April is fair housing month
A condo resident with limited ambulatory ability requests a handicap parking space, but the homeowners' association tells her that if they provide her an assigned space, they will have to give everyone an assigned space. A mentally disabled resident requests an accommodation to keep his forty pound dog, a service animal, in his apartment. The apartment manager denies the request, stating that the dog might scare the other tenants.
A couple is told over the phone that an apartment is available, only to be told that it was just rented when they show up in person - one person is black, and the other is white. A Hispanic couple is asked to provide a green card and a Social Security card when they attempt to rent; a white couple is allowed to rent without such ID. A husband and wife with three children are told that they can't rent a two bedroom apartment because their rule states only two children per bedroom.
Think these examples are made up? They aren't. This goes on in 2012. Fortunately, there are laws to protect people when incidents like this happen.
April marks the 44th anniversary of the Fair Housing Act. This act was passed by Congress on April 11, 1968. This law prohibits discrimination concerning the sale, rental, and financing of housing based on race, color, religion, national origin, sex, (and as amended) handicap, and familial status. Title VIII of the Act is also known as the Fair Housing Act (of 1968). The South Carolina Fair Housing Law is substantially equivalent to the Fair Housing Act. The South Carolina Human Affairs Commission enforces these laws.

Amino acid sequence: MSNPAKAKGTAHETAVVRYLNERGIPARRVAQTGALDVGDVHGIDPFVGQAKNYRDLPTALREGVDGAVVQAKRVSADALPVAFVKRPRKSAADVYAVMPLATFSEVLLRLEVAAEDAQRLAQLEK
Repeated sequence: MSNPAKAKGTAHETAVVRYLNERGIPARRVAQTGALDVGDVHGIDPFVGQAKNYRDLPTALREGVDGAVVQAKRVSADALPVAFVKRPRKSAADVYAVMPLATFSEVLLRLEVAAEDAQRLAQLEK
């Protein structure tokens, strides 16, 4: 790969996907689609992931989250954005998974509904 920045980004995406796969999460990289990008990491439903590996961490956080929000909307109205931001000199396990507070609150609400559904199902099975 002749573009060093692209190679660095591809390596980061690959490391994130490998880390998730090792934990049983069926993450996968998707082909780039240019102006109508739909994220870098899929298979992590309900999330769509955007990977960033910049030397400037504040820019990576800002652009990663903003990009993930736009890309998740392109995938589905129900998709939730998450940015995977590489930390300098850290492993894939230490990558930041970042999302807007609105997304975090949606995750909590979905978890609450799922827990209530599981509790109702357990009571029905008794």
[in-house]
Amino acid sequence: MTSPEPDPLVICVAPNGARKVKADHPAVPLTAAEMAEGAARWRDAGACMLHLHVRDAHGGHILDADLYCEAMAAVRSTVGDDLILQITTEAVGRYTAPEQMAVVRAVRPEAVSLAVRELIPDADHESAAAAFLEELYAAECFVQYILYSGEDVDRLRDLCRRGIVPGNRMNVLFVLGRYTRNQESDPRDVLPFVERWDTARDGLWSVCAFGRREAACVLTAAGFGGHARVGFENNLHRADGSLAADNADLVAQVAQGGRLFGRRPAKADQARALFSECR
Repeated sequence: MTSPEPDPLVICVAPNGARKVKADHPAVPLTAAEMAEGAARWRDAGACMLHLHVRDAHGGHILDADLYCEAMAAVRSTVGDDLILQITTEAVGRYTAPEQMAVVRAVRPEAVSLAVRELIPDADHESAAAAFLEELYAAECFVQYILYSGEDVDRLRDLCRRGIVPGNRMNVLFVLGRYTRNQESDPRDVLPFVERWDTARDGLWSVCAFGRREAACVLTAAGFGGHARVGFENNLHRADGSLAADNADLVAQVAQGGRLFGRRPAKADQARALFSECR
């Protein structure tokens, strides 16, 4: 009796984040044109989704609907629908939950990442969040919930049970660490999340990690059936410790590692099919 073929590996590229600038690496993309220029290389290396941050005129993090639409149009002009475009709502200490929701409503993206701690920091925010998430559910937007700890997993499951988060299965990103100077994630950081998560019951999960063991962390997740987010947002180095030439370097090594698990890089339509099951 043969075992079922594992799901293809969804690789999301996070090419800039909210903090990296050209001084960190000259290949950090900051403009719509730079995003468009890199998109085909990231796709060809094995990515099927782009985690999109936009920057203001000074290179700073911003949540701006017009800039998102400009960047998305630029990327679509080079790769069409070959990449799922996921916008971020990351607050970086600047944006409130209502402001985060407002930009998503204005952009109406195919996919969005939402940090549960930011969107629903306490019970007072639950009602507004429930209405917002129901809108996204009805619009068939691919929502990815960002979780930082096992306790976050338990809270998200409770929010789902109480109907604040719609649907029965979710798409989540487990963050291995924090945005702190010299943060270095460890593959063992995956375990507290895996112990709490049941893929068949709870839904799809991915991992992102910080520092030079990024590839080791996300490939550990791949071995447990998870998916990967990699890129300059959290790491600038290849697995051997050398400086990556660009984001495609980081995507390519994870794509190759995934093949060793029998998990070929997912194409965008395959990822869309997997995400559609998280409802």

Discrimination in housing is more subtle today; however, it still exists. Some discrimination is due to ignorance, and some of it is due to intolerance. In April, we celebrate the progress we've made while acknowledging that there is still much to be done.
Everyone deserves the right to enjoy their dwellings, free from discrimination. Many people aren't aware of their rights. One of the Commission's goals is to make sure people are aware of their fair housing rights. Discrimination will not end if people don't report it.
This year's theme is “Live Free,” and no, that does not mean that people get the opportunity live rent-free or mortgage-free. It means that people deserve the right to live where they wish without having to deal with artificial barriers of discrimination. The law by itself is useless unless people know about it and are willing to report discrimination. Part of the solution is two-fold. Residents need to know their rights, and they must be willing to report discrimination when it occurs.
Housing providers need to be more aware of the law, and they need to make sure that they are committed to following the law.
Illegal housing discrimination can take many forms - some very subtle. Realtors may refuse to show clients homes or apartments in certain neighborhoods; agents may advertise to preferred groups of people; insurance agents may deny property insurance; bankers may refuse to approve a loan; property managers may refuse to make reasonable accommodations for persons with disabilities.
Housing discrimination can occur when people are trying to rent, buy sell, or finance a home. This can happen to a tenant or a homeowner.
People need to know their rights and the protections provided by the law.
For more information, contact Ralph Haile at (803) 737-7800; e-mail him at Ralph@schac.sc.gov; or contact Delaine A. Frierson at (803) 737-7831; e-mail her at firstname.lastname@example.org.
Remember, discrimination won't stop if you don't report it.
Delaine A. Frierson
Director, Fair Housing
South Carolina Human Affairs Commission
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